Cut Down on HAIs
Any medical staff will tell you that combating infection opportunities in healthcare environments is a top priority. Design engineers who can contribute to this effort will have a competitive advantage.
Healthcare-associated infections (HAIs) are infections acquired by patients during the course of hospital treatment for another health-related condition. The Centers for Disease Control and Prevention (CDC) estimates that approximately one out of every 20 hospitalized patients will contract an HAI during a hospital visit. When bacteria lurk on medical devices or a healthcare professional’s hands, it’s possible that they’ll find a way into a patient’s body through an invasive medical procedure.
These infections are a significant cause of death in the United States, listed among the top 10 leading causes. For survivors, the infections can lead to years of follow-up treatment, multiple required surgeries, or disability. HAIs cost U.S. hospitals at least $6.65 billion per year, according to the CDC.
“We’re very concerned about hospital-acquired infections because they’re not desired patient outcomes, and they affect our operating costs. So we’re looking for every opportunity to mitigate risk,” says Dr. Frank Facchini, a board-certified physician in interventional radiology who practices at the Adventist Midwest Health hospitals in Chicago’s western suburbs. Dr. Facchini is also the Development Chair for the Society of Interventional Radiology Foundation. “Anything without cracks or crevices is highly interesting, and needed by the medical industry,”
With touch technology, there aren’t any cracks, crevices, or moving parts where bacteria can become trapped. The new MT-HIDs for medical electronics have smooth surfaces that are not coated in textured paint (which can trap bacteria by causing surface irregularities). They are completely sealed (for use in cleanrooms) and made of materials that withstand strong cleaning agents.
Increase Medical Staff Productivity
This new visual control technology for diagnostic imaging equipment changes the way technicians, nurses, and physicians will interact with equipment and images they control.
“If used on imaging equipment, this technology could not only reduce infections, but also increase our efficiency and productivity,” says Dr. Facchini.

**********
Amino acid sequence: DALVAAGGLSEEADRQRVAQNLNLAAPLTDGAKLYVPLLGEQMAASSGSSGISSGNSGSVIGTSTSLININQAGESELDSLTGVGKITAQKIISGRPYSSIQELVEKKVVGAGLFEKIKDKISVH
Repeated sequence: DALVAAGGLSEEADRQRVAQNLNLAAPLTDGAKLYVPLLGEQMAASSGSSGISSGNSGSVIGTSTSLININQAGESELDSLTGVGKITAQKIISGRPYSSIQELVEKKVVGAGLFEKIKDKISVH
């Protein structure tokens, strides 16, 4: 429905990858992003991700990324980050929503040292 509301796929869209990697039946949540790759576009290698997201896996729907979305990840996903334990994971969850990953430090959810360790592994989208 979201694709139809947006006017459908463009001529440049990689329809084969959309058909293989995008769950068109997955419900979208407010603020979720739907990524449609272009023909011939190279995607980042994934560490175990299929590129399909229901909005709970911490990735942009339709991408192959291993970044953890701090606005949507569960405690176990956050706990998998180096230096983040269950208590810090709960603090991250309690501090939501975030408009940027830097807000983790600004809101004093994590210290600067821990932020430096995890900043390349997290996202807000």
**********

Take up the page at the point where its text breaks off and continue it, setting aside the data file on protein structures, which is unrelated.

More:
Touch technology is much more intuitive to use (most people are already comfortable controlling today’s contemporary electronic devices in the same way), so there’s no need to remember which knob, switch, or joystick does what.
Tracking up to five fingers at a time, the technology can centralize all controls and commands into one device versus having a separate knob, dial, switch, and keypad located all on the same piece of equipment. If used for image display, rotation, or manipulation, healthcare professionals can toggle between 2D and 3D viewing at any time.
Instead of featuring separate controls for navigation, image manipulation, and menu selection, for example, all commands can be integrated into one easy-to-use device that also improves productivity and efficiency for medical staff viewing images from diagnostic equipment. This cuts down on manufacturing costs, making the equipment more affordable to produce. It also allows for a simplified mechanical design, which means the equipment’s control panel can be reduced in size.
A centralized interface promotes ergonomic efficiency as well. By consolidating controls and placing it within easy reach, imaging technicians and physicians can execute typical commands without needing to remove their eyes from the equipment screen. As a result, along with the use of instinctive gestures, this touch technology also enhances productivity.
As this promising new technology can reduce bacterial infections, increase diagnostic imaging equipment functionality, and enhance healthcare staff productivity, it offers a significant competitive advantage to the developers of medical device technology that could use it to replace more traditional controls.